he told it, it was different. One minute he'd be giving it to her in his cousin's Buick, the

  next minute he'd be giving it to her under some boardwalk. It was all a lot of crap,

  

  naturally. He was a virgin if ever I saw one. I doubt if he ever even gave anybody a feel.

  Anyway, finally I had to come right out and tell him that I had to write a composition for

  Stradlater, and that he had to clear the hell out, so I could concentrate. He finally did, but

  he took his time about it, as usual. After he left, I put on my pajamas and bathrobe and

  my old hunting hat, and started writing the composition.

  The thing was, I couldn't think of a room or a house or anything to describe the

  way Stradlater said he had to have. I'm not too crazy about describing rooms and houses

  anyway. So what I did, I wrote about my brother Allie's baseball mitt. It was a very

  descriptive subject. It really was. My brother Allie had this left-handed fielder's mitt. He

  was left-handed. The thing that was descriptive about it, though, was that he had poems

  written all over the fingers and the pocket and everywhere. In green ink. He wrote them

  on it so that he'd have something to read when he was in the field and nobody was up at

  bat. He's dead now. He got leukemia and died when we were up in Maine, on July 18,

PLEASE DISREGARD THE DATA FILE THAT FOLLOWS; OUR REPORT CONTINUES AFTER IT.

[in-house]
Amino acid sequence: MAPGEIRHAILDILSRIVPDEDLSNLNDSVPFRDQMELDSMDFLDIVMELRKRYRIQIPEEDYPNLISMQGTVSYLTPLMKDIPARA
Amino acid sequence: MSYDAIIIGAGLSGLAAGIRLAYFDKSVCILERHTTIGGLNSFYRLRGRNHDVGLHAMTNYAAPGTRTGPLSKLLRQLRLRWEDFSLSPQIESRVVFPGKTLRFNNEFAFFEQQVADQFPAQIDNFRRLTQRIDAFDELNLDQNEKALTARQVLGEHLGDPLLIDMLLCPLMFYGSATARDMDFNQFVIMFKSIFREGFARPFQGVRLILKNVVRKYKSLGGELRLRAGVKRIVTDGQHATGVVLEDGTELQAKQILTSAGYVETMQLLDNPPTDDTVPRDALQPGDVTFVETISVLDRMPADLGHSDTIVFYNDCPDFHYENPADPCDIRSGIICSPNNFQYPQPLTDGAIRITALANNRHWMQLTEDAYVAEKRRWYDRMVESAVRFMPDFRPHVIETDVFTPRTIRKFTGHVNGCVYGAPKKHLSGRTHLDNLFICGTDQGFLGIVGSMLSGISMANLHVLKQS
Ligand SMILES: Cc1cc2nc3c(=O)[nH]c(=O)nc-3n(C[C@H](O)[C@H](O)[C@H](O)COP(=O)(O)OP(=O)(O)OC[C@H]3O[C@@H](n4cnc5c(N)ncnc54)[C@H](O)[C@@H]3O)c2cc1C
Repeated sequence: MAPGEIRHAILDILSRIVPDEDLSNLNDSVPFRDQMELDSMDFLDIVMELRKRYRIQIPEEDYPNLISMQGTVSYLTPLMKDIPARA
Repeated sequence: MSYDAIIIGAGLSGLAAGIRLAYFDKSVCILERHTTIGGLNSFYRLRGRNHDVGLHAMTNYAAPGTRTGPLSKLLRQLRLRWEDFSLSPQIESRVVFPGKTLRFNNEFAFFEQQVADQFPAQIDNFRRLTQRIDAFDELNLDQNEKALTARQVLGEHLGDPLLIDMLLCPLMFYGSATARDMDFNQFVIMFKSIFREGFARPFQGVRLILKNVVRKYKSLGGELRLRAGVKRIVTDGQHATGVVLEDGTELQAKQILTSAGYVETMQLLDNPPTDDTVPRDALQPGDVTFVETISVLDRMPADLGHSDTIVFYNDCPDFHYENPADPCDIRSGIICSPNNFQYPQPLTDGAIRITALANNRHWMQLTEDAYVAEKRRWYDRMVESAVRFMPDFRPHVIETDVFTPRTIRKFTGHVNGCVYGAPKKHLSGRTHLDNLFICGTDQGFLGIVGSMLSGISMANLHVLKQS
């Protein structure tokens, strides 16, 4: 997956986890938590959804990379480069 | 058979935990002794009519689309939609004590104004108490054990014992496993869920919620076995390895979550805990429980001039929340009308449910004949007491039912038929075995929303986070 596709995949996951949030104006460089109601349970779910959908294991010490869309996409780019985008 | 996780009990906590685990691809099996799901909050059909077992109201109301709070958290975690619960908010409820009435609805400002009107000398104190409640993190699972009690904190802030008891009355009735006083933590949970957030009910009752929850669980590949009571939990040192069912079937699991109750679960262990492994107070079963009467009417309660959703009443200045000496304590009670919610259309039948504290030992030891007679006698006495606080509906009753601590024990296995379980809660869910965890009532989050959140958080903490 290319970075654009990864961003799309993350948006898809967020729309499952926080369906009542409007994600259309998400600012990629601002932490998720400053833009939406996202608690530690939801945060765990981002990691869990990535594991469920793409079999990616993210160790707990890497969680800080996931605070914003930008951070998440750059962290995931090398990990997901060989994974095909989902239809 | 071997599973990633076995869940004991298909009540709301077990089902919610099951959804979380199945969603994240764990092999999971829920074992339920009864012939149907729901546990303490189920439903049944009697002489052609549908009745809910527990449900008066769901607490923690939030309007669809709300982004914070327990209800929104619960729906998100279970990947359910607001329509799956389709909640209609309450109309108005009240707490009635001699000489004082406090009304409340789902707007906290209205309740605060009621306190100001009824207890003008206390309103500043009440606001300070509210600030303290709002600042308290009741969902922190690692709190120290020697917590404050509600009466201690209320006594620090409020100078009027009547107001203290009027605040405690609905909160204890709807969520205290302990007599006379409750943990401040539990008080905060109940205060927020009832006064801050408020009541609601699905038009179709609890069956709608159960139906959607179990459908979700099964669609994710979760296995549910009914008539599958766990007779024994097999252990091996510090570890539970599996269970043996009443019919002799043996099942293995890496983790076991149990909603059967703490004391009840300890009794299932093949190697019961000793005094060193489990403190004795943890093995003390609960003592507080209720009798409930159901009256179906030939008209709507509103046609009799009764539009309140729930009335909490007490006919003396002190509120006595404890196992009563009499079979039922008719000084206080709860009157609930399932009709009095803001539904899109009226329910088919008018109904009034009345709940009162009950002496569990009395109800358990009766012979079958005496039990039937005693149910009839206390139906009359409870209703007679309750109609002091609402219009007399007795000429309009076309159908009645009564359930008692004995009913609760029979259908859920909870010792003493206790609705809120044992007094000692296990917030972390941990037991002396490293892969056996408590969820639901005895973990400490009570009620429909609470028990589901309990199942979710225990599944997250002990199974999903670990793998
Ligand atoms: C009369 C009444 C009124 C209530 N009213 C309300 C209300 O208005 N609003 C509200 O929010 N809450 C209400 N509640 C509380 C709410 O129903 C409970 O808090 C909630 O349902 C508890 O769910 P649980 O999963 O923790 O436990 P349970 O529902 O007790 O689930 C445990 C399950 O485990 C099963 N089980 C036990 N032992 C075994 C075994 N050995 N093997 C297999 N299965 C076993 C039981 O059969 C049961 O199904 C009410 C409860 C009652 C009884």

1946. You'd have liked him. He was two years younger than I was, but he was about fifty

  times as intelligent. He was terrifically intelligent. His teachers were always writing

  letters to my mother, telling her what a pleasure it was having a boy like Allie in their

  class. And they weren't just shooting the crap. They really meant it. But it wasn't just that

  he was the most intelligent member in the family. He was also the nicest, in lots of ways.

  He never got mad at anybody. People with red hair are supposed to get mad very easily,

  but Allie never did, and he had very red hair. I'll tell you what kind of red hair he had. I

  started playing golf when I was only ten years old. I remember once, the summer I was

  around twelve, teeing off and all, and having a hunch that if I turned around all of a

  sudden, I'd see Allie. So I did, and sure enough, he was sitting on his bike outside the

  fence--there was this fence that went all around the course--and he was sitting there,